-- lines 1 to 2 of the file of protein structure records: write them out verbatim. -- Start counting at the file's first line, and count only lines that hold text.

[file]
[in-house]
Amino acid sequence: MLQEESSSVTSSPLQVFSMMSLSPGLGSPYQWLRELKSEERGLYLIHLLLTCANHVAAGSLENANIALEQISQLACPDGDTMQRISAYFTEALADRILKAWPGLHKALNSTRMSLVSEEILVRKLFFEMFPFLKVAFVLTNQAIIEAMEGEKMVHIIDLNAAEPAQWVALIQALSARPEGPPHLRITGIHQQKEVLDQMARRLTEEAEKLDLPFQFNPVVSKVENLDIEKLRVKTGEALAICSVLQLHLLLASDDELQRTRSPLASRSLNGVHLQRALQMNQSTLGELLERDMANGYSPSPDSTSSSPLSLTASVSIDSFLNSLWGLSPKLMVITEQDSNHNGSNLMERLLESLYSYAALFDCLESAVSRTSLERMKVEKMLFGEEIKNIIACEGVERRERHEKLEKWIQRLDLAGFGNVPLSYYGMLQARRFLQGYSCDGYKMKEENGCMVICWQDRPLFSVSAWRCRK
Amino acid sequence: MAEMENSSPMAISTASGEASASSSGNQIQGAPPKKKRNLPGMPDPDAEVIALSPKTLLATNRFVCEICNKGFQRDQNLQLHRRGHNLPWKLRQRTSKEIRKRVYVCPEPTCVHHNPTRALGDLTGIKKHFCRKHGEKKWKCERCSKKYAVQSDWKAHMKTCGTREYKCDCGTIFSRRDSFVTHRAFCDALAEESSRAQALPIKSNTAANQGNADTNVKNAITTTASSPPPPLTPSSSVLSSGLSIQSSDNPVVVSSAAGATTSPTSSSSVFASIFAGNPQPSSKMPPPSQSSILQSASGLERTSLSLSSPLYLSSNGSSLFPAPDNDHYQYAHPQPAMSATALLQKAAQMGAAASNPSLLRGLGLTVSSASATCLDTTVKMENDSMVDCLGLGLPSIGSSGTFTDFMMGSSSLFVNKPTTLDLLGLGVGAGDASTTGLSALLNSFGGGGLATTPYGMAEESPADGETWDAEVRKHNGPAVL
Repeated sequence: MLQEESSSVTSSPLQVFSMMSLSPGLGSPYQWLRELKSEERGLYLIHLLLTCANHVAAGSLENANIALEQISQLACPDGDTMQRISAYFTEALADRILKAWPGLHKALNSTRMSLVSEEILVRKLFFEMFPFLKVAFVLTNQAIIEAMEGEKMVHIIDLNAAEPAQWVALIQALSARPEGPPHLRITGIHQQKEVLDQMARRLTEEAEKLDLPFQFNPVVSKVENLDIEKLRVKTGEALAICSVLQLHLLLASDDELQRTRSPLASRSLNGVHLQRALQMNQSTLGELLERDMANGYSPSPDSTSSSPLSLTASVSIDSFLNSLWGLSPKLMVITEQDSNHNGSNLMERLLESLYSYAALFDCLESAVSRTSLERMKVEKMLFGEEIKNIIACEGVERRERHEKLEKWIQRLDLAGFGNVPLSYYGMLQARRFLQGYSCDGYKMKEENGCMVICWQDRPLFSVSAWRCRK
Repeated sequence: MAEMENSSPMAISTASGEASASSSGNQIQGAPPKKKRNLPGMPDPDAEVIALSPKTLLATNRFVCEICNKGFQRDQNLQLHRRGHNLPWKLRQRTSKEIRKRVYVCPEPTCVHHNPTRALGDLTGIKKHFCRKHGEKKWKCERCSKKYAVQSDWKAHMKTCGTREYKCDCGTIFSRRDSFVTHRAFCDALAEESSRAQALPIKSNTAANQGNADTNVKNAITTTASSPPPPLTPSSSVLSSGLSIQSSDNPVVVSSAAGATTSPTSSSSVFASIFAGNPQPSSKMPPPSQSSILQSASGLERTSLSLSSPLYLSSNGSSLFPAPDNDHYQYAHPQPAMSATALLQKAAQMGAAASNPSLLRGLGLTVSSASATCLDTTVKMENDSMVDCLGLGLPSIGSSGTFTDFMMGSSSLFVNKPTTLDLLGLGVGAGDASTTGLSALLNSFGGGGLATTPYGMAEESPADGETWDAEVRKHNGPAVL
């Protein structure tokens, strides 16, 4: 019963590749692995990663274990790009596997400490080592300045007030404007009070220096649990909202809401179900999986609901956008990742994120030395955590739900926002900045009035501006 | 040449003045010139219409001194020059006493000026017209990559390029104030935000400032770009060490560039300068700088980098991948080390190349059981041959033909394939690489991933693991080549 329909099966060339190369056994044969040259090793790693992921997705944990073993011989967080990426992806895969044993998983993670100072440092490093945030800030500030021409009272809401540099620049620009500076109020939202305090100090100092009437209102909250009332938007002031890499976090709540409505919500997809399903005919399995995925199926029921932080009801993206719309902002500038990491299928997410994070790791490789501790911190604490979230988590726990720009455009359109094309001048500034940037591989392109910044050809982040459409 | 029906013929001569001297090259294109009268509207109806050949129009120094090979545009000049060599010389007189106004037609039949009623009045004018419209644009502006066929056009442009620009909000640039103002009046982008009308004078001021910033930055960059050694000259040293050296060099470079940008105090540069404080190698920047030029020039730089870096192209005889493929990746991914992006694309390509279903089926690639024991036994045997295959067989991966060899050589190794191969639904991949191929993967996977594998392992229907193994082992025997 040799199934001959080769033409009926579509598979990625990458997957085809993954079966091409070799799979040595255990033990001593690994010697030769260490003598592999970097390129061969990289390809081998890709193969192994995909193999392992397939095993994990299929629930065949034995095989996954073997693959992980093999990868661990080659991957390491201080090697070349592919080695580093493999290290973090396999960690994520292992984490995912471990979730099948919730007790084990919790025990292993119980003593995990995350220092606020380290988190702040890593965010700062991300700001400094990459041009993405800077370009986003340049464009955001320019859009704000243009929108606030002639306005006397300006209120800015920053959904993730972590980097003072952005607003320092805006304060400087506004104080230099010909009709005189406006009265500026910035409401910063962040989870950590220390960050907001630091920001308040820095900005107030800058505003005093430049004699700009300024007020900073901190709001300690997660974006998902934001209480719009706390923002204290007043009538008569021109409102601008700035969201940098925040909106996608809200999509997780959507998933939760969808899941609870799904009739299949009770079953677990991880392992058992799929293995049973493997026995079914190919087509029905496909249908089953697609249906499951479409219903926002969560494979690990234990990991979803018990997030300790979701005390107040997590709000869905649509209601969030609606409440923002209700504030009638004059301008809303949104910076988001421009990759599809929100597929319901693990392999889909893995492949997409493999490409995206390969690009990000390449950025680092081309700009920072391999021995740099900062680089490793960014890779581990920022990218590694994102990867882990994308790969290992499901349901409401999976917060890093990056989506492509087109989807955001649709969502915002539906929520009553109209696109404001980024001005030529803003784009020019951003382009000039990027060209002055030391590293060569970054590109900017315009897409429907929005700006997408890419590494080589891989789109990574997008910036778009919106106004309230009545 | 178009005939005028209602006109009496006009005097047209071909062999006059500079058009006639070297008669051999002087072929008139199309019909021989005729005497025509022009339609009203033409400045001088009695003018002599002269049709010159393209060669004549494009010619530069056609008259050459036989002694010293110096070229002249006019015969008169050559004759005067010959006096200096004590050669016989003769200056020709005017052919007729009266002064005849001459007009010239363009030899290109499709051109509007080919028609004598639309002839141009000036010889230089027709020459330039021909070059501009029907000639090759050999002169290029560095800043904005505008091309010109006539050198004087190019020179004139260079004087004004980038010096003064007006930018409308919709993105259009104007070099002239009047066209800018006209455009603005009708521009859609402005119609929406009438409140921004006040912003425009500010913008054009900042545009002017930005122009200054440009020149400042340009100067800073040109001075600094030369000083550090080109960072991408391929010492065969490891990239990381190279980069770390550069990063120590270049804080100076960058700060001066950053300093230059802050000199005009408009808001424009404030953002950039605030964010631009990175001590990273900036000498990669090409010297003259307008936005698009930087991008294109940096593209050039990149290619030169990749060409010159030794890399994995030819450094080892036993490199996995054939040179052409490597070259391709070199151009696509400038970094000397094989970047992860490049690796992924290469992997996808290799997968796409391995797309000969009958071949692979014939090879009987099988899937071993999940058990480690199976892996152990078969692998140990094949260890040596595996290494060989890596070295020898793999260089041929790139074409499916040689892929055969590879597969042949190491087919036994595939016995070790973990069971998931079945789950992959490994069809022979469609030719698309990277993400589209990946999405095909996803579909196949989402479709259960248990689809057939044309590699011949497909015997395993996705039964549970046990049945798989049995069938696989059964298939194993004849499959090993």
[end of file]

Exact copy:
[in-house]
Amino acid sequence: MLQEESSSVTSSPLQVFSMMSLSPGLGSPYQWLRELKSEERGLYLIHLLLTCANHVAAGSLENANIALEQISQLACPDGDTMQRISAYFTEALADRILKAWPGLHKALNSTRMSLVSEEILVRKLFFEMFPFLKVAFVLTNQAIIEAMEGEKMVHIIDLNAAEPAQWVALIQALSARPEGPPHLRITGIHQQKEVLDQMARRLTEEAEKLDLPFQFNPVVSKVENLDIEKLRVKTGEALAICSVLQLHLLLASDDELQRTRSPLASRSLNGVHLQRALQMNQSTLGELLERDMANGYSPSPDSTSSSPLSLTASVSIDSFLNSLWGLSPKLMVITEQDSNHNGSNLMERLLESLYSYAALFDCLESAVSRTSLERMKVEKMLFGEEIKNIIACEGVERRERHEKLEKWIQRLDLAGFGNVPLSYYGMLQARRFLQGYSCDGYKMKEENGCMVICWQDRPLFSVSAWRCRK